Surgical strategy

Palmar approach:

If patients could not be operated on day 1, closed reduction under local anesthesia and cast immoblisation was performed initially. Definitive surgical stabilization until day 10 was achieved in all cases. The operation was performed mostly under axillary plexus anesthesia with an arm tourniquet inflated to 250- 280mmHg. We chose a radiopalmar approach without routine incision of the flexor retinaculum for decompression of median nerve.  The skin incision was centered over the Flexor carpi radialis (FCR) tendon with a length of 5 to 6 cm including the option of entering the carpal tunnel. A longitudinal incision of the palmar and dorsal FCR tendon sheats which form the lower arm fascia, was performed. Radially oriented we carried out a blunt dissection between the fascia of the flexor digitorum muscles (FDS and FDP) and the flexor pollicis longus muscle (FPL).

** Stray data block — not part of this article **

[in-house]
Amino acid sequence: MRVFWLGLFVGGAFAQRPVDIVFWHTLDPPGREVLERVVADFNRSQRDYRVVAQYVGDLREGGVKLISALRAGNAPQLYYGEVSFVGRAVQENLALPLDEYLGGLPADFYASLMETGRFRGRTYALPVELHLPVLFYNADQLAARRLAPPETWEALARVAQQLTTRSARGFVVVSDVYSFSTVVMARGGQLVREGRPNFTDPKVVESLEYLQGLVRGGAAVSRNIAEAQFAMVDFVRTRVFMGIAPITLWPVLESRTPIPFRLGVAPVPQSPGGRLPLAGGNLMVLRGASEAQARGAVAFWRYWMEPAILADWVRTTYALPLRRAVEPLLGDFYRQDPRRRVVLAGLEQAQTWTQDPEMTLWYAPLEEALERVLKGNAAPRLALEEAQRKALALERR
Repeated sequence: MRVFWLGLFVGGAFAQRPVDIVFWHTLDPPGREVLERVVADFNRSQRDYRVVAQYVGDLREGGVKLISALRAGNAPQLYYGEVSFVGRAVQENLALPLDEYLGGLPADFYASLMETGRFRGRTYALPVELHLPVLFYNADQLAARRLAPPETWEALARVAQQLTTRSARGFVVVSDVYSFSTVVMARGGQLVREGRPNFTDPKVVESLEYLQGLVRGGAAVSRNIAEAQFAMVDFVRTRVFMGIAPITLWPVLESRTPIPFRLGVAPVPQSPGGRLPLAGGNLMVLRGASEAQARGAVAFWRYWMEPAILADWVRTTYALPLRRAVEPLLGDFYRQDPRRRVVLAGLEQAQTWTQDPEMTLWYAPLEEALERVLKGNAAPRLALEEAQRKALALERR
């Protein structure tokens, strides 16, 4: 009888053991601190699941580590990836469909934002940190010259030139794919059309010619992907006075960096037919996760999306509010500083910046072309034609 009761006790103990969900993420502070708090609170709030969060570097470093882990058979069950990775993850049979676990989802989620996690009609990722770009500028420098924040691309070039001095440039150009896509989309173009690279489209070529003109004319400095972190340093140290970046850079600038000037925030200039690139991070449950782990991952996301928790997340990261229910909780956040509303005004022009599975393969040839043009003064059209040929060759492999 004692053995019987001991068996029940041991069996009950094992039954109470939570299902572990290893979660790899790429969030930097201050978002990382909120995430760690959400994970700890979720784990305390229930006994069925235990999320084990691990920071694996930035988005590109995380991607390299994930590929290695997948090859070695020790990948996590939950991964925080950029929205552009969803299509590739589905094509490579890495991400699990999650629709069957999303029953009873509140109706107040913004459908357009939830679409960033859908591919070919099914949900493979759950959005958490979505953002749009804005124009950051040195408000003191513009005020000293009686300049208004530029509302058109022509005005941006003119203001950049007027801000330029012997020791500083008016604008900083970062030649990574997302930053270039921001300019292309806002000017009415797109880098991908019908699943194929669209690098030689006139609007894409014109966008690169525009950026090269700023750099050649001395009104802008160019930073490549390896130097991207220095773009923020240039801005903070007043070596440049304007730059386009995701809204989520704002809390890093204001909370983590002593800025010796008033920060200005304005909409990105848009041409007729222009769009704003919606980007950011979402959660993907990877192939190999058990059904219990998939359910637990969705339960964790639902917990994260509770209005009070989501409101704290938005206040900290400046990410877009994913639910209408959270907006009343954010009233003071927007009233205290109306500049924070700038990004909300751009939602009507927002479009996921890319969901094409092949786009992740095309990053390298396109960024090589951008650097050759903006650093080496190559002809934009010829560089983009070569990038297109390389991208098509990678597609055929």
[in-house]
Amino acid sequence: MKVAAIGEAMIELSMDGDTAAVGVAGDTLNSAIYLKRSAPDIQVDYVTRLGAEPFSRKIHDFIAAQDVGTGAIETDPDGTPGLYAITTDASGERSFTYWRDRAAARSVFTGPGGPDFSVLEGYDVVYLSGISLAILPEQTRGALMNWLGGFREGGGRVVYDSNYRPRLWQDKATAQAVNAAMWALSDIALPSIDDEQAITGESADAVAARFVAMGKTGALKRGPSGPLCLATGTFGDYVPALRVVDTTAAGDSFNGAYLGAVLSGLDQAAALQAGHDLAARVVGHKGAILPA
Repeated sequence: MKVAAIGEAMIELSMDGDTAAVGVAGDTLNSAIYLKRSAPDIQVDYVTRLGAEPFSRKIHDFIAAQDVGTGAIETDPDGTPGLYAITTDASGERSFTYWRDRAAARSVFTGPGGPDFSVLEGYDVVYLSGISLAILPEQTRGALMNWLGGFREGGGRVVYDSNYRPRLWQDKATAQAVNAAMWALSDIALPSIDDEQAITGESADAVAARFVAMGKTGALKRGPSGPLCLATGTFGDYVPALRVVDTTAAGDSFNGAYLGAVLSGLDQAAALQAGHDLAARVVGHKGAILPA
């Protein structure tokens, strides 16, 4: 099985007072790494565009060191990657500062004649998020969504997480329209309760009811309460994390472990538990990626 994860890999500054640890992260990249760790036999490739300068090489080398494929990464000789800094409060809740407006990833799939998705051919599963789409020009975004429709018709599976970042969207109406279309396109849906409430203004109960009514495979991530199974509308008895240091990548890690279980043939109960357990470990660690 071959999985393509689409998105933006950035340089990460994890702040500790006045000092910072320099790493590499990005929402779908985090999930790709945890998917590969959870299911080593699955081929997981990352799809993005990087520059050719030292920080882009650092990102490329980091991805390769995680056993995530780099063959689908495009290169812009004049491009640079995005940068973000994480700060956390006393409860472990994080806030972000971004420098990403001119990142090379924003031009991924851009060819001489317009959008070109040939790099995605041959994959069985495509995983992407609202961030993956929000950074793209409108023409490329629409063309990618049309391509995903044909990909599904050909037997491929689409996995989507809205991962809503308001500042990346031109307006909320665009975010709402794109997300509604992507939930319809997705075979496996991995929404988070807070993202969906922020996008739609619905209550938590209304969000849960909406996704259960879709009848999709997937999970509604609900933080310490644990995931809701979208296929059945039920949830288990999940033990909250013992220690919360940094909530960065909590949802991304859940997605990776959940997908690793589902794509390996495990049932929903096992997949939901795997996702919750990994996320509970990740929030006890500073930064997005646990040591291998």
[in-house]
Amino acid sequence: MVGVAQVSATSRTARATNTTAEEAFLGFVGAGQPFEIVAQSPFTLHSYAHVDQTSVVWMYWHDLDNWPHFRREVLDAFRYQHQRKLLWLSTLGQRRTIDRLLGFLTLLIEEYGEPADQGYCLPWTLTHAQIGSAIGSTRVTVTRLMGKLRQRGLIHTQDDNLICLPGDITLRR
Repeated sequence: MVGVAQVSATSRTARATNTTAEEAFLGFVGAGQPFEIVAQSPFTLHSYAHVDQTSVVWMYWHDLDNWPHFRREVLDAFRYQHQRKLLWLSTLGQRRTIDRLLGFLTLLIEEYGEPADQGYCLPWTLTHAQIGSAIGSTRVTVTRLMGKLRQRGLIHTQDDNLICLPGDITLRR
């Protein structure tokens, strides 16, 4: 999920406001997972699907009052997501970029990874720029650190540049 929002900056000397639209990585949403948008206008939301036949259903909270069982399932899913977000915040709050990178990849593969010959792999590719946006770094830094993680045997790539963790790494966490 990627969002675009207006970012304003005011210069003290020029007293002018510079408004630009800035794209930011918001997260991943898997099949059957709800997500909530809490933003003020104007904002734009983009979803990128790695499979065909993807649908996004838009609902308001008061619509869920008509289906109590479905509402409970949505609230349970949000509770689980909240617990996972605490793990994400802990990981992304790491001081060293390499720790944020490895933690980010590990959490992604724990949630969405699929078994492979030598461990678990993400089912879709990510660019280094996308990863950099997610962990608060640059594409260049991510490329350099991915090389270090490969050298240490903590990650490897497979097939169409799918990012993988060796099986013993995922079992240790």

Here its very important to coagulate two nutrition vessels of the FPL tendon to avoid arterial bleeding after release of the tourniquet. Reaching the parona space under the flexor tendons, FCR, the median nerve and the remaining tendons are all hold ulnary. After exposing the pronator quadratus muscle we incised it radially to retract it to the ulnar side. Frequently seen destruction or interposition of the distal muscle region in between the fracture fragments neccessitate partial resection.

Direct visualization of the fracture is now easily achieved, without arthrotomy, preserving the palmar capsular structures. This allows additional ligamentotaxis for fracture reduction, a condition for minimally traumatic reduction.

Minimally traumatic reduction technique :